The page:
Apologies, but if the line "President Seraphina Picquery calling for all Aurors to be on full alert: International support not yet confirmed" is the crux of your argument, then I'm afraid you don't got much of an argument at all. Analyse it objectively, and all information one can infer from this single line is that a) Picquery called Aurors to be alert, b) some sort of support from abroad (we don't know and have no way of knowing what or who these words refer to -- and no, we are not sure this refers to the Korean Aurologists, because we have still not established MACUSA were the ones who called them, or to what end they were called for exactly) has still not been confirmed (to who? By the foreigners to MACUSA? By MACUSA to the press? -- we don't know). When you say that "the Korean Aurologists, based on context and etymology, were both the only foreginers called upon to enter the USA as per information, and for good reason presumably well-equipped to help them" you are (and I hate to tell you this all over again) incurring in an argument from ignorance because you are presuming, without good reason, that i) MACUSA couldn't possibly have called for foreign aid in any other way (how can we possibly know this?), and ii) Aurologists are credible, or "well-equipped", enough to be called by a wizarding government for such a task (when we know nothing about these guys). See what I mean by lack of information? The adding of multiple such abusive inferences leads us into a conclusion supported by little more than assumptions.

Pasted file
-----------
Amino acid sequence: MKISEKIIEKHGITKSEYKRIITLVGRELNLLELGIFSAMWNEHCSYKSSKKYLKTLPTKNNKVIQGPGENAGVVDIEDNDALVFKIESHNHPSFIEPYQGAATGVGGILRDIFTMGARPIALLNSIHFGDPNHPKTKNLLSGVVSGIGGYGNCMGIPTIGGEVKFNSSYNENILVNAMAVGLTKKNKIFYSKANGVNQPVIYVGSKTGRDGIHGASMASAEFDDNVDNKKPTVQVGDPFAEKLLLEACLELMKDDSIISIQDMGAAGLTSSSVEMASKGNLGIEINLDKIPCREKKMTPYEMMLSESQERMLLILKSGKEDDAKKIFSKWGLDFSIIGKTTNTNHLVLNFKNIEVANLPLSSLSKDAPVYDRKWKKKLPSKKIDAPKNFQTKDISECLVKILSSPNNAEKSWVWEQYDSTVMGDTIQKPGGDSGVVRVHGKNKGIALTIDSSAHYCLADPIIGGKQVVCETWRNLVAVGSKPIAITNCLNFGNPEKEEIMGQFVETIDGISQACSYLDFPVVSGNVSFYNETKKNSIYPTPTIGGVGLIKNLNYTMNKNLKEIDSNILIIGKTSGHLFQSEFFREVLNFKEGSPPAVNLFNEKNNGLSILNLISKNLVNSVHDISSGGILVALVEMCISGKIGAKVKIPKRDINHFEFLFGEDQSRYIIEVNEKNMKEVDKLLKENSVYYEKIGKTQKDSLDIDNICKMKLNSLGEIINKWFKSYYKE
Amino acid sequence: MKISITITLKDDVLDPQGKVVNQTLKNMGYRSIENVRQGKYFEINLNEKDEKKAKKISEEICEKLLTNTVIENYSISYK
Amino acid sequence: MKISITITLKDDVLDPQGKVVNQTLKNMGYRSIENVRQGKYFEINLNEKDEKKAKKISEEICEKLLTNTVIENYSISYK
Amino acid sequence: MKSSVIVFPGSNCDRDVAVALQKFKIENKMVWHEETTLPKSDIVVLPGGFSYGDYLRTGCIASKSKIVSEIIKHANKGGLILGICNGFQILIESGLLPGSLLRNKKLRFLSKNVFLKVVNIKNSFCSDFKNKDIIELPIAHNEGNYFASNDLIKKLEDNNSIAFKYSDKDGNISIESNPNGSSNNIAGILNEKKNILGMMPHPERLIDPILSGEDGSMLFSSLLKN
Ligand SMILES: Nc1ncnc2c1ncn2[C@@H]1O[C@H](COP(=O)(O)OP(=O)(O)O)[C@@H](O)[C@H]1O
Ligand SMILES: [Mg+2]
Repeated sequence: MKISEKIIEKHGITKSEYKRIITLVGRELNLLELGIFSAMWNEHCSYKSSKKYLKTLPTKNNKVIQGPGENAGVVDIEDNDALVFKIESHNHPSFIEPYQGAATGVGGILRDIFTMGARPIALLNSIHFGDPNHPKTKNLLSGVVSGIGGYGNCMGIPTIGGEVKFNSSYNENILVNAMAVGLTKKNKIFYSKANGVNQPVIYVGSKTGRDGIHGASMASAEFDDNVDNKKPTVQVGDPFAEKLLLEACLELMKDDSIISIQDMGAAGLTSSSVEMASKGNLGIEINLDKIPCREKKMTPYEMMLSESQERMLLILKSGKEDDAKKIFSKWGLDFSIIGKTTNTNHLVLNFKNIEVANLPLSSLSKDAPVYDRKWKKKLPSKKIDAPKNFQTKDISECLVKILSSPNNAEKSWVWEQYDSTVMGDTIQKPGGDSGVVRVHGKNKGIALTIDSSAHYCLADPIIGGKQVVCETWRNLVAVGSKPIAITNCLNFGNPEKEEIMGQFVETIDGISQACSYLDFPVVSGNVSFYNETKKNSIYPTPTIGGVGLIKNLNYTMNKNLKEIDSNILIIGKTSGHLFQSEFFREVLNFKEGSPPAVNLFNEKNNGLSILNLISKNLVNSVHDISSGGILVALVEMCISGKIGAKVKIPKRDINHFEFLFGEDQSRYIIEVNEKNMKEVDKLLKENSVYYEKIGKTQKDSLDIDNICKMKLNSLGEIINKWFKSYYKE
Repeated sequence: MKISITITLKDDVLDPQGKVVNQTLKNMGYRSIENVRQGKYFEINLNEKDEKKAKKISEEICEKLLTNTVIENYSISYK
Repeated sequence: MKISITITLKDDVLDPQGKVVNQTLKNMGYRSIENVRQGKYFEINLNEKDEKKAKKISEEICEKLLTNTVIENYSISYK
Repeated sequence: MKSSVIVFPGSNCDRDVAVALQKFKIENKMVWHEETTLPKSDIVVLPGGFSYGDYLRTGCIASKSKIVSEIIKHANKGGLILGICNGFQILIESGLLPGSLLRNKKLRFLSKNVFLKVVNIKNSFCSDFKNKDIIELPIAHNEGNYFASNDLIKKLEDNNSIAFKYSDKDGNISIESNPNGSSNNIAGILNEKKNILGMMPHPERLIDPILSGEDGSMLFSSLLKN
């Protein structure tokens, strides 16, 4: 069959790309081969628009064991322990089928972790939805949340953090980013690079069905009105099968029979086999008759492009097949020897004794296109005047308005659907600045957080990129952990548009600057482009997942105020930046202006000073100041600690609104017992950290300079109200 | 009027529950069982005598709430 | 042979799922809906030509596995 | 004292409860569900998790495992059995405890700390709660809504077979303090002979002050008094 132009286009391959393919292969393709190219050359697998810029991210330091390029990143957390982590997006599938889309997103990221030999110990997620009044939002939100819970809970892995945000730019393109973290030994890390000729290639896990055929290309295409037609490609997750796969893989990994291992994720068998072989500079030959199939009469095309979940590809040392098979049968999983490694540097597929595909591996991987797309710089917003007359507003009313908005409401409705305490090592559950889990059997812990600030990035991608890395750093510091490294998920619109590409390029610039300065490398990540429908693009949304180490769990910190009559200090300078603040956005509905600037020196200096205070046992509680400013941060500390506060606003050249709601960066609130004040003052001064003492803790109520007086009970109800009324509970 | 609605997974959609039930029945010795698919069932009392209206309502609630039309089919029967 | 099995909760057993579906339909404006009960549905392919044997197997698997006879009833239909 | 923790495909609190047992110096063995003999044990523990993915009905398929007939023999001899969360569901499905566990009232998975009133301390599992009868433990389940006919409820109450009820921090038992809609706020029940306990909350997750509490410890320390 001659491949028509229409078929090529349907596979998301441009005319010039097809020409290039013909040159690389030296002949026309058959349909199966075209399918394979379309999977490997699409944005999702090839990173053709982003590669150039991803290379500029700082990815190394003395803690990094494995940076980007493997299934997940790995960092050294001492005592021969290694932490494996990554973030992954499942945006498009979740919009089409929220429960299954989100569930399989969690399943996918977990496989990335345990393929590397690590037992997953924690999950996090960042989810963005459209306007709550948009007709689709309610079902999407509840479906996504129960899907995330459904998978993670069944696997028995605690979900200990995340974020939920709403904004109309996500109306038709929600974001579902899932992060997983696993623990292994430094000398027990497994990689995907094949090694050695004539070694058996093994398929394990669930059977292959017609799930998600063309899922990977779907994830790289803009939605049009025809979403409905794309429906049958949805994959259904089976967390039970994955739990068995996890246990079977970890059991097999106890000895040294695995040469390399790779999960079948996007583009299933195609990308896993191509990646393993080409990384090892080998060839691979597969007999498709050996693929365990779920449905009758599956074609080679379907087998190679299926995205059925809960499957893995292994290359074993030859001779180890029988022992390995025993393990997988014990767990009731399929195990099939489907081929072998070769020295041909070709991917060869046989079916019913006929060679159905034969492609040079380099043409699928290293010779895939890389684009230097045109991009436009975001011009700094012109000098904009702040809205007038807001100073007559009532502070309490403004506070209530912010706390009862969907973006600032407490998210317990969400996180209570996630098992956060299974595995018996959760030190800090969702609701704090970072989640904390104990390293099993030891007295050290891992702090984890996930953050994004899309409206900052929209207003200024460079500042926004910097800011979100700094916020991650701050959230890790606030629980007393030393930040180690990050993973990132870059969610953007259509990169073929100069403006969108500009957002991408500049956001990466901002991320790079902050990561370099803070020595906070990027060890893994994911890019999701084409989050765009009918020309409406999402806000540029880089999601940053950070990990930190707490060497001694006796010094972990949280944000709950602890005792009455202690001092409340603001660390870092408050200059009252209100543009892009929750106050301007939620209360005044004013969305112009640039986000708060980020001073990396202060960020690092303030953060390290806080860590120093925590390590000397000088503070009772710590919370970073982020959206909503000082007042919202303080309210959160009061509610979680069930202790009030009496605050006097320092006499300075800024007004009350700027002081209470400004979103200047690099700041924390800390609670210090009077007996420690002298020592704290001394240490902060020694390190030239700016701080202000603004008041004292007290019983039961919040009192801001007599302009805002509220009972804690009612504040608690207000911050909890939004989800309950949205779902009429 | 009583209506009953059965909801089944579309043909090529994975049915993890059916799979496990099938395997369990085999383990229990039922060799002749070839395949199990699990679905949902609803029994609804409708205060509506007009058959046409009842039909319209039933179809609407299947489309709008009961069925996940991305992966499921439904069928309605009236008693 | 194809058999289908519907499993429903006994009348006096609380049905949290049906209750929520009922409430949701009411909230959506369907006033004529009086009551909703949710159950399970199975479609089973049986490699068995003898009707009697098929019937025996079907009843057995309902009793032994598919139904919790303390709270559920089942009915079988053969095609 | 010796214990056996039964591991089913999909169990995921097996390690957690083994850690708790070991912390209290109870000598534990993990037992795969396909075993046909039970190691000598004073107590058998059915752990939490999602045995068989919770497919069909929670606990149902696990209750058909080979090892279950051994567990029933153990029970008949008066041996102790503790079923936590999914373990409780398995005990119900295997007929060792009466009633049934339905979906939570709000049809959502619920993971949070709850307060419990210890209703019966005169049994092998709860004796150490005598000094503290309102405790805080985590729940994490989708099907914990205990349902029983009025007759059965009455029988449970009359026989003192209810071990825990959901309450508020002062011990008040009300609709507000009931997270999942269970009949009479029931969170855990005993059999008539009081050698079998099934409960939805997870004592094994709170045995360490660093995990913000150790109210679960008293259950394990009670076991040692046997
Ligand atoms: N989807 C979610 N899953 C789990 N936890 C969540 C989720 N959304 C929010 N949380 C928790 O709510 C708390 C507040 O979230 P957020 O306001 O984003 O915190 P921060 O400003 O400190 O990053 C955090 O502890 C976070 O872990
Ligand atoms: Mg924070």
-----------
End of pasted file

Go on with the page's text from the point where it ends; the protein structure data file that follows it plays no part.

No one is saying that the scenario you have presented goes against what little canon we have (it doesn't, really) — rather, what I am saying is that it does not necessarily derive from the little pieces of information we have (that's where my other "possible scenarios" come into play: if something does not necessarily derive from the information we have, but all alternative scenarios are deemed to be impossible, then we can consider that something has been proven beyond reasonable doubt — alternatively, and as in this case, if something does not necessarily derive from the information we have, and there are multiple other scenarios that are just as likely and cannot be disproven, then that something is not proven and cannot possibly be seen as canonical fact).